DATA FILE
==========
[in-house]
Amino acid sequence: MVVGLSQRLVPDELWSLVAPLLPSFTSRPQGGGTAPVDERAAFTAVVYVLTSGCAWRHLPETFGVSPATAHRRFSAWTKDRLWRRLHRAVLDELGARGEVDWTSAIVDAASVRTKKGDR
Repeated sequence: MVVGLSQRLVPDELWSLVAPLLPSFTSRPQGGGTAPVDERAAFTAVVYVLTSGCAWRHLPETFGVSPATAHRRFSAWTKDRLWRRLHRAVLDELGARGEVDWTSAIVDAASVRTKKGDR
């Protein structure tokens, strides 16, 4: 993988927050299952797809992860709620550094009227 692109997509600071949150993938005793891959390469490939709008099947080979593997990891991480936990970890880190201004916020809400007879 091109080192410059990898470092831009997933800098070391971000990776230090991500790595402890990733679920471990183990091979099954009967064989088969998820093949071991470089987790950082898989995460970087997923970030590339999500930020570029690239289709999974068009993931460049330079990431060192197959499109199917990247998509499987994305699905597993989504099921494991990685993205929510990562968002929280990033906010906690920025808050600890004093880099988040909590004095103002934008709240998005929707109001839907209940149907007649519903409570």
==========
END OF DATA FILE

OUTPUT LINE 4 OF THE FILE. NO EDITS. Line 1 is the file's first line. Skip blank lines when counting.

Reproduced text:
């Protein structure tokens, strides 16, 4: 993988927050299952797809992860709620550094009227 692109997509600071949150993938005793891959390469490939709008099947080979593997990891991480936990970890880190201004916020809400007879 091109080192410059990898470092831009997933800098070391971000990776230090991500790595402890990733679920471990183990091979099954009967064989088969998820093949071991470089987790950082898989995460970087997923970030590339999500930020570029690239289709999974068009993931460049330079990431060192197959499109199917990247998509499987994305699905597993989504099921494991990685993205929510990562968002929280990033906010906690920025808050600890004093880099988040909590004095103002934008709240998005929707109001839907209940149907007649519903409570």